The wise ancients - the Rishis and the Munis of yore - have thoroughly thrashed out the problem of human life. They exhaustively analyzed its various aspects to arrive at a feasible culture-program for man in search of perfection. In this way an acceptable standard of universal civilization or reform was evolved, which comprehended knowledge of self or soul and the attainment of the highest ultimate Reality - the great Truth. They began by methodically investigating Gunas (qualities) - the spinal back-bone and the primal source of all the activities of Karma on the fulcrum of which the mind swings. Next they dissected Gunas and divided them into three distinct groups, each being quite unlike the other.

    (1) Satogun - The most superior way of acting. It can be described as pure living with a mental equipoise.

    (2) Rajogun - It is interpreted as the middle course of acting in a business - like fashion of give and take.

    (3) Tamogun - It is the most inferior way of acting and may be called living purely for one's selfish ends, with no thought whatsoever of others.

This subject can be easily understood by taking a couple of examples: It will be seen that (1) the conduct of "X" is the best and is Satogun. His good deeds earn merit for him in the eyes of every one in this and even his Creator's world. (2) "Y" earns no credit for his good acts because he almost balances them by his business-like living of give and take, with no credit balance in his favor. (3) "Z" on the contrary loads himself with debt or liability for which he will have to undergo the Karmic process, perhaps spreading endlessly from generation to generation.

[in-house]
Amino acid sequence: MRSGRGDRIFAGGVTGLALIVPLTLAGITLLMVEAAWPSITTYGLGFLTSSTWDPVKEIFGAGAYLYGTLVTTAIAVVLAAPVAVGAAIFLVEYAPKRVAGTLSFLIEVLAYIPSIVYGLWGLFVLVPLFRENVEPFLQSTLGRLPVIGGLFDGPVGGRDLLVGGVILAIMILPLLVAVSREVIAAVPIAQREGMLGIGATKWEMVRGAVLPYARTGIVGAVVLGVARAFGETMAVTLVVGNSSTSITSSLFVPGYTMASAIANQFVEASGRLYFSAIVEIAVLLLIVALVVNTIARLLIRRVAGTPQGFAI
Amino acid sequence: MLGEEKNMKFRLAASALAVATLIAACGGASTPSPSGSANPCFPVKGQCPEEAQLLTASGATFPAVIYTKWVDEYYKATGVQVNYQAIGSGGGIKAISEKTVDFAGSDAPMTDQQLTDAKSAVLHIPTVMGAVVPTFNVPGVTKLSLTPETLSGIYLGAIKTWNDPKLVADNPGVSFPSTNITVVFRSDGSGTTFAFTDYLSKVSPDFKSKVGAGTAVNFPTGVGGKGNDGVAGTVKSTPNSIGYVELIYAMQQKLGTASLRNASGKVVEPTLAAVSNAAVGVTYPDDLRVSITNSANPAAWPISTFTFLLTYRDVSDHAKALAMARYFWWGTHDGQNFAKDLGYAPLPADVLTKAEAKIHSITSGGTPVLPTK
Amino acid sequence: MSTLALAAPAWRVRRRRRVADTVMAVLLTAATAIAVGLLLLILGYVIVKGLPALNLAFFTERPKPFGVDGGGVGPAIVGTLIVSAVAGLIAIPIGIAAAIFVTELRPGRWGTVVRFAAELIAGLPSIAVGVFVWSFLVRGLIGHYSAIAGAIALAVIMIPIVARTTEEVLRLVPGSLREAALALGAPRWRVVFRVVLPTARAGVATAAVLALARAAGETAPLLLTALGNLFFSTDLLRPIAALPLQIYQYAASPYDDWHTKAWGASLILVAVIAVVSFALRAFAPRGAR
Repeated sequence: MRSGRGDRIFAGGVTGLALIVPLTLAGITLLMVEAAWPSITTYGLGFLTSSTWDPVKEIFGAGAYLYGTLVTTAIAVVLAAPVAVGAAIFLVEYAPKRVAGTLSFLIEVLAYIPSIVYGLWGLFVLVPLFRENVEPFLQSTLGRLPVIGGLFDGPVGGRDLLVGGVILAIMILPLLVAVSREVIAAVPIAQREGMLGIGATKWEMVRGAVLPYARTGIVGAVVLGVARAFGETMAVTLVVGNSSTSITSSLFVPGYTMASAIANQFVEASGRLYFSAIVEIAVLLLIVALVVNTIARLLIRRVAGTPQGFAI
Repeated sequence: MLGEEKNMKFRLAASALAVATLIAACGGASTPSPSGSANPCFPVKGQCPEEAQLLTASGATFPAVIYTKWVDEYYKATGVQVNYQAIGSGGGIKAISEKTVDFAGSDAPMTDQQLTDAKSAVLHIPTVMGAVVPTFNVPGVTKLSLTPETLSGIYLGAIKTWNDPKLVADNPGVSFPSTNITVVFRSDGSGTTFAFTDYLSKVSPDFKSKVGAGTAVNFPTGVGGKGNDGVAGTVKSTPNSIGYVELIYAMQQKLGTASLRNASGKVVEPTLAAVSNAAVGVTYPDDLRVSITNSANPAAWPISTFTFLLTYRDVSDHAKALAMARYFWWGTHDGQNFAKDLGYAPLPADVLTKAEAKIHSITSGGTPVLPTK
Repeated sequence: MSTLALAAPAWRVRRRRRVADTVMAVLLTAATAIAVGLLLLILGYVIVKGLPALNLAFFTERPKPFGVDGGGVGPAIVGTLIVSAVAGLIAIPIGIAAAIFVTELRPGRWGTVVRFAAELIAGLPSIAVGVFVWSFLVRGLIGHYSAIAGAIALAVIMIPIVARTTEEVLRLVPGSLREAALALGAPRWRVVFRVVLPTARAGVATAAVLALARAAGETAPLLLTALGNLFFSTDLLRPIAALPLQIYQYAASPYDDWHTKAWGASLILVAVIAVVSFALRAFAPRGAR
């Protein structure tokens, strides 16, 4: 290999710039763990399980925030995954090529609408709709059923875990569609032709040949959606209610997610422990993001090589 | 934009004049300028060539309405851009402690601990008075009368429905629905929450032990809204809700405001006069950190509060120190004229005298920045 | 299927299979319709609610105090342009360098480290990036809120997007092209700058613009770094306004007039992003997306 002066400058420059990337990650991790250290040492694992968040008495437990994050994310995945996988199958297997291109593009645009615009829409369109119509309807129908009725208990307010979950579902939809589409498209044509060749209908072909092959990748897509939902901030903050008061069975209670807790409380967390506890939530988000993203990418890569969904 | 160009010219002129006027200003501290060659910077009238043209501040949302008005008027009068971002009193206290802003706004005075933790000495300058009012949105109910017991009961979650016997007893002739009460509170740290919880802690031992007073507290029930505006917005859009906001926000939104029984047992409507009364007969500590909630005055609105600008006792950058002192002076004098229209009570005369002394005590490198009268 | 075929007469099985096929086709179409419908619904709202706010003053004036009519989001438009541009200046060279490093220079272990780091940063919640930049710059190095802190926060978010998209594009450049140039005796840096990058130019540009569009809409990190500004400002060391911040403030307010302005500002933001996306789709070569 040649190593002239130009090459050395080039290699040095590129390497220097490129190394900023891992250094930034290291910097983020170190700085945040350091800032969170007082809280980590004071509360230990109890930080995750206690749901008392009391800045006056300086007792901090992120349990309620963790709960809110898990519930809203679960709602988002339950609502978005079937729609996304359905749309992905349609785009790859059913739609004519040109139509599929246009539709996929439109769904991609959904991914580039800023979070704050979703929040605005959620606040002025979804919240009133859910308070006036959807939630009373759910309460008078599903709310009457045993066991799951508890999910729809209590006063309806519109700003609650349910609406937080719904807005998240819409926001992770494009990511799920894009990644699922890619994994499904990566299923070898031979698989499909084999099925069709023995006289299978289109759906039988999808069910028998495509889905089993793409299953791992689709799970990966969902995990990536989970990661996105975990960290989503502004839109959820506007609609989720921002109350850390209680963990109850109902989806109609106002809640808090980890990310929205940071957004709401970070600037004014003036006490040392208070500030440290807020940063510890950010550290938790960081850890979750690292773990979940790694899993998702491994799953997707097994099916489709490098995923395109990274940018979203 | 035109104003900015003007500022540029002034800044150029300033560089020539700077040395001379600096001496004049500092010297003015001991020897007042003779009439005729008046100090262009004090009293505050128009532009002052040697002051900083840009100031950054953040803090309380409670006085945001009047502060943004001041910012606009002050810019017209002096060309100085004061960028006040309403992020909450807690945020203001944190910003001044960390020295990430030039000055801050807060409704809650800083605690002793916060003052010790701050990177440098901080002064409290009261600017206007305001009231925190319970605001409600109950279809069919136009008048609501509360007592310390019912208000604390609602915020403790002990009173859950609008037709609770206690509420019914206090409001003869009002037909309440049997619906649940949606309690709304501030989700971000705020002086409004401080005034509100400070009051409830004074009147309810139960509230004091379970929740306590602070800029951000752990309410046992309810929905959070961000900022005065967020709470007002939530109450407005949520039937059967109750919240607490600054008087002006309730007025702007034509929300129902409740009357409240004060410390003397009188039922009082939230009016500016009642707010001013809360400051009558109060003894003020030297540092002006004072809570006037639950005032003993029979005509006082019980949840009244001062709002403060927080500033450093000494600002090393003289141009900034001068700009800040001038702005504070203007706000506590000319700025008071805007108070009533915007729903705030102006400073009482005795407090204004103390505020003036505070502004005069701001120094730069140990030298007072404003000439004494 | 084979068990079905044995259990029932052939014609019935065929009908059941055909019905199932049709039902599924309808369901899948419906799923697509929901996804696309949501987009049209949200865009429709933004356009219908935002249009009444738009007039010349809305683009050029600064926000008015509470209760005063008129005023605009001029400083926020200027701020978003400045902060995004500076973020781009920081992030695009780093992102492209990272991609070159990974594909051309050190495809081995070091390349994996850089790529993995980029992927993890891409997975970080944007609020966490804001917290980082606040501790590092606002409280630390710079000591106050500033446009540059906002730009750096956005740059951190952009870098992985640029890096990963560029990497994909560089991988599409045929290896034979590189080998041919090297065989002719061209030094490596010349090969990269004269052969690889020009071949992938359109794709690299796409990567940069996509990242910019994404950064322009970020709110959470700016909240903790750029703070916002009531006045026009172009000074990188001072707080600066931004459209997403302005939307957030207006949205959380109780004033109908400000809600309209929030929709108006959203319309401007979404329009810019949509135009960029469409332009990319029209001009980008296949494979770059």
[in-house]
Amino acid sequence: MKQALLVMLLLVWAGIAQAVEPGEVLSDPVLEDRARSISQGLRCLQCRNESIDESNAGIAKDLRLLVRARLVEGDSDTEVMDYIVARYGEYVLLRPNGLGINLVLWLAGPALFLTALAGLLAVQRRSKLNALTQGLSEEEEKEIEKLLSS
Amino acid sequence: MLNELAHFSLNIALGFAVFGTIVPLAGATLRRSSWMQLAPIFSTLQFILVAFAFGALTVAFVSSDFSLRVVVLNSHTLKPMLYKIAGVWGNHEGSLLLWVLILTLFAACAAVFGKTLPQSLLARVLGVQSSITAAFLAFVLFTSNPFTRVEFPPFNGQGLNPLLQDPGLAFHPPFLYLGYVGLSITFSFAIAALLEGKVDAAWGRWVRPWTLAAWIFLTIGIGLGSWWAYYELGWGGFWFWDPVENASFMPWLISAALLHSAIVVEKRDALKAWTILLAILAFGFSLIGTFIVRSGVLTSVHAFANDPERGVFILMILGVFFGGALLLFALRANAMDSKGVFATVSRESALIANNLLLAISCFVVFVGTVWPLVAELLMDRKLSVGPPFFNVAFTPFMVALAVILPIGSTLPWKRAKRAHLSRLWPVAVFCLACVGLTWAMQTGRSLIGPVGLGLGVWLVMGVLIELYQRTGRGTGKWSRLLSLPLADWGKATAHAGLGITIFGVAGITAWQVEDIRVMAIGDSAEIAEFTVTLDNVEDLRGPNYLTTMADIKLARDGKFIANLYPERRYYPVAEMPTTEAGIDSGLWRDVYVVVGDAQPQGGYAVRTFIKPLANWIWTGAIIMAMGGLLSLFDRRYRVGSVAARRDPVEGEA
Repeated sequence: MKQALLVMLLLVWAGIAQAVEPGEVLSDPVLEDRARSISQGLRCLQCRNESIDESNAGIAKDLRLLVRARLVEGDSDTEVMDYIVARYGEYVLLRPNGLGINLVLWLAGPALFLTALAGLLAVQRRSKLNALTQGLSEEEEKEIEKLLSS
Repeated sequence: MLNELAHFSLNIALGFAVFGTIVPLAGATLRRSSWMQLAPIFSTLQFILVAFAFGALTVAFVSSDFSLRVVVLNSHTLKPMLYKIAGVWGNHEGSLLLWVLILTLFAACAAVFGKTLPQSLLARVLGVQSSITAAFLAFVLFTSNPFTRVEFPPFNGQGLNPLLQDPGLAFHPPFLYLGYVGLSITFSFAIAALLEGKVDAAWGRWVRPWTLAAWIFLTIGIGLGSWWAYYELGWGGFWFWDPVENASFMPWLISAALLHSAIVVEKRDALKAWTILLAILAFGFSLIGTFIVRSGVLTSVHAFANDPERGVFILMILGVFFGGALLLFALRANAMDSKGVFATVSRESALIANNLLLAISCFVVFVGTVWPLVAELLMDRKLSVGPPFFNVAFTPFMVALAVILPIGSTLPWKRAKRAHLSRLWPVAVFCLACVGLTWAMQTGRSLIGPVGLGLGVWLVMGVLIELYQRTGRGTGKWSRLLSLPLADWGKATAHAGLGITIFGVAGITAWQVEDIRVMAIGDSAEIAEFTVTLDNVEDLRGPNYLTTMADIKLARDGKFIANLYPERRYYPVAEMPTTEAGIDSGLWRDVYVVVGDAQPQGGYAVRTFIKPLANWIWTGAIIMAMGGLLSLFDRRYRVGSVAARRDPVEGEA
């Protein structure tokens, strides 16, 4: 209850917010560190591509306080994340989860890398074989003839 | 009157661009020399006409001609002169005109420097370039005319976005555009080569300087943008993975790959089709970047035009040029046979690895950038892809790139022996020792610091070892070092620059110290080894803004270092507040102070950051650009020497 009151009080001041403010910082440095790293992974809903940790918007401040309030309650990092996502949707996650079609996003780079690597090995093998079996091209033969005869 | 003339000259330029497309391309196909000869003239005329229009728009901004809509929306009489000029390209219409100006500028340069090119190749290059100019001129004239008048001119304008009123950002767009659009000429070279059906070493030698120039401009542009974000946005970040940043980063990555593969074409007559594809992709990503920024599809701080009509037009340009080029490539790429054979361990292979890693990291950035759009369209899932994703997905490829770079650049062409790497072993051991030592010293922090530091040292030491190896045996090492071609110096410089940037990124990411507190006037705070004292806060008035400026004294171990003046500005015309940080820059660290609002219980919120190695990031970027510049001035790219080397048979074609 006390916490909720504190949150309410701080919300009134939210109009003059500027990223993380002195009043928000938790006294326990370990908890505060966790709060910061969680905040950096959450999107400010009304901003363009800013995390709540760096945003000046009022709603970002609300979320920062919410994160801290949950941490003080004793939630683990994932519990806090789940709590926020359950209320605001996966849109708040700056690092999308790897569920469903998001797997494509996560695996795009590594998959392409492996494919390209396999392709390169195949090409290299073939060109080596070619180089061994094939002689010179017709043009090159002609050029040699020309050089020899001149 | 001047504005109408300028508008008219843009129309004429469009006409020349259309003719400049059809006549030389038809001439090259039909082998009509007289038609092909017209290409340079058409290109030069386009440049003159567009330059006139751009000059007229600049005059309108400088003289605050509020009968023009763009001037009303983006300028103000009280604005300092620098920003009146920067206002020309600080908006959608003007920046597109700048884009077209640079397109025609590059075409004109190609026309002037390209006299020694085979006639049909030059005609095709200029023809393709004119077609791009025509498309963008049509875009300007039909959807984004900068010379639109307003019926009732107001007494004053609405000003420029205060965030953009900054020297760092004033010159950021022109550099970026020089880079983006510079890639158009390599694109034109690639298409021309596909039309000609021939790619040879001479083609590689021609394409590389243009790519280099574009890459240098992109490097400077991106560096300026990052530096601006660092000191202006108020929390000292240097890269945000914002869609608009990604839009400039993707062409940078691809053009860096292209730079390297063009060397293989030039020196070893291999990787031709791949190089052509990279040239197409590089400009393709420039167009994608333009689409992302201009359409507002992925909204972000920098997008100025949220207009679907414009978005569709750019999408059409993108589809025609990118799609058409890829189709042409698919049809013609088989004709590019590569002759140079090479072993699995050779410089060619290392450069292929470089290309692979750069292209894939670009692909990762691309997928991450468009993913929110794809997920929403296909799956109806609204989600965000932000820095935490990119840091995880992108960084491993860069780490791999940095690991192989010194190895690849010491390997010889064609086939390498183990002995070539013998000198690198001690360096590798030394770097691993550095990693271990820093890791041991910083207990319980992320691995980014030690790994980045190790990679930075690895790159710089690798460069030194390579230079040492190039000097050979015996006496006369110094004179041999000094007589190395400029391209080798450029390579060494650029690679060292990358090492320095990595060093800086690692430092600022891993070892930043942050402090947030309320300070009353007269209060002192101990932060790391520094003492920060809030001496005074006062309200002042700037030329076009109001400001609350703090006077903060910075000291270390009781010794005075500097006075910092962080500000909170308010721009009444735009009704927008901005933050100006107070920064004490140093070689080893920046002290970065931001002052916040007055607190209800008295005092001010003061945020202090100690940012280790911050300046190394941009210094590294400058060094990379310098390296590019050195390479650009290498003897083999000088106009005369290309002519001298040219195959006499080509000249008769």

The Masters, therefore, advise men to adopt course No. 1 and in no case to go lower than No. 2, if at all there be any need. Similarly, any one can chalk out his or her own program of life and determine the course of action. So much then for the dealings of man in life as a member of the social order to which be belongs. This, however, is not an end in itself but only a means to the end - the end being to become Neh-karma, that is to say, doing Karma not only without any attachment or desire for the fruit thereof but as a swadharm (an action in inaction) and then heading on toward unfoldment of the self within and experiencing the source of all Love, Life and Light; in which we actually live and have our very being just like a fish in water that knows not what water is.